GLOUCESTER — Research and innovation groups, business people and scientists, fishermen and government leaders gathered at Cruiseport Gloucester for the city’s second Maritime Summit Thursday, with each group pitching an idea and service and hoping to reel in some customers.
The second gathering, 15 months after the first summit, drew 130 people to hear presentations about the environment and the future of maritime economy, view exhibits of top-of the line robotics and new age technology, listen to panels of professionals speak about diversified fisheries and aquaculture, and network of course.
“Good content brings good people,” said Rich Weissman, who was at the summit representing Endicott College. Weissman said he came on behalf of the school to help increase its visibility in the city where it recently started up a satellite campus.
A few exhibit tables over Chris Casagrande, a co-founder of Sea Sciences, Inc., stood by his company’s latest model — an apparatus that, when towed behind boats, allows users to navigate along the ocean floor or closer to the surface, collecting samples, shooting videos or testing the water in a given area.
The founders, whose machinery was used to examine the major oil spill in the Gulf of Mexico in 2010, came to the summit Thursday in search of some new customers.
“There’s always that hope,” Casagrande said. “The ones we pick normally are the ones our customers go to.”
While Casagrande said his group had not gotten any major bites at the summit, he did receive some offers of interest. Gloucester boat captains, for example, had offered deals for the company to borrow their vessels for testing. And, Casagrande spoke with a contractor who would make a good back up to their go-to company.
Another exhibit boasted robotic machines too, but with a much different purpose. The exhibit, hosted by Ocean Alliance and Olin College out of Needham, featured a table of robots, including one called the “snotbot” that, when perfected, will be used to collect snot samples from whales as the creatures surface and blow into the air.
The group had also hoped to capture some extra support for their “Sailbot” regatta, a race of boats electronically programmed and designed by college students. Gloucester and the Ocean Alliance, which is renovating and restoring the city’s historic paint factory, will host the big race in June.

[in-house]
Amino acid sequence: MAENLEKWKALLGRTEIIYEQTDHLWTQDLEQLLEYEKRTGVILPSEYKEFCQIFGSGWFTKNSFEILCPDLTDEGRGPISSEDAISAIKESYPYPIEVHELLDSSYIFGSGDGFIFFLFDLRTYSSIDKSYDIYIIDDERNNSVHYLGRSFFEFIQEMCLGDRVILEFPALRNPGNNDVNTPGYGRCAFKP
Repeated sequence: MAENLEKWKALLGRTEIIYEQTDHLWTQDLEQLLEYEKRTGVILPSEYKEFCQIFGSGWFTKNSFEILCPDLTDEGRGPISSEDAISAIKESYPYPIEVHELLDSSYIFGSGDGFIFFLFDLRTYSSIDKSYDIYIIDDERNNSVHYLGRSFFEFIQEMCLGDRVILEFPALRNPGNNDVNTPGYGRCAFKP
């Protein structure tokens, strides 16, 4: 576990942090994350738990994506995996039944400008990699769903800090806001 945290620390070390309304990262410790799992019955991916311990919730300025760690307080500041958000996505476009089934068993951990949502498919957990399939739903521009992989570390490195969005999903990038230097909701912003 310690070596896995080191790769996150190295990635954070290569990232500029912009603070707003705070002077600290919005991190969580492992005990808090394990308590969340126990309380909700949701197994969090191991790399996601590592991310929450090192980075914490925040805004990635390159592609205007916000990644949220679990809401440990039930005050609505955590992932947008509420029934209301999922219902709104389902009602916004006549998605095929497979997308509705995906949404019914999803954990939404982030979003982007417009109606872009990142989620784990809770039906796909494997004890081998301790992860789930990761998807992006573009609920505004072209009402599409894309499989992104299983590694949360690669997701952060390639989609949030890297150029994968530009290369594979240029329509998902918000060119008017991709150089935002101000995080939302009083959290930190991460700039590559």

“We are looking for sponsors,” said Olin professor Andrew Bennett. “We want to offer more to the student teams when they show up.”
Boston Harbor Cruises, the Boston-based boat tour company that expanded into the research and buoy repair field about five years ago, sent a research boat, equipped with satellite television and a galley kitchen along to the summit. Boats from this end of the company motor out and collect data buoys, measuring in at about 10 feet in diameter and 12 feet long, haul them aboard, and make adjustments, reset the buoys and change various components, according to Greg Jaegar, the director of Offshore Logistics through the Boston Harbor Cruises.
The Boston Harbor Cruises boat cast its lines onto the dock behind Cruiseport Thursday after having been in for some cleaning and basic work at Rose’s Marine next door. Jaegar said a day spent at the summit just made sense. Plus, the day acted as an opportunity to meet potential clients, like the Northeastern Regional Association of Coastal Ocean Observing Systems (NERACOOS), which has a buoy plopped right outside of Gloucester, constantly reading the weather and water conditions.
“We’re trying to get in with NERACOOS, that’s why we’re here,” Jaegar said.
NERACOOS — whose executive director, J. Ru Morrison, delivered the keynote address — was pretty sought after at the summit, with many commending Morrison’s lunchtime speech. Fishermen, tour boat services and pleasure boaters often examine the NERACOOS buoy’s stats before a morning of work.
A Gloucester lobsterman who said he uses NERACOOS’s site to check the water temperatures, weather and wave heights about 4 a.m. on each work day found the company’s outreach specialist at the summit and that specialist, Tom Shyka, showed him a new program that tracks water temperature in comparison to season averages and seasonal highs and lows.
“This is why coming up to a meeting like this is really valuable to us,” Shyka said. “It brings fishermen, boat drivers, politicians — all those people are supposed to be our customers. It saves us from having to go individually to each of those people.”
Marjorie Nesin can be reached at 978-283-7000, x3451, or at email@example.com.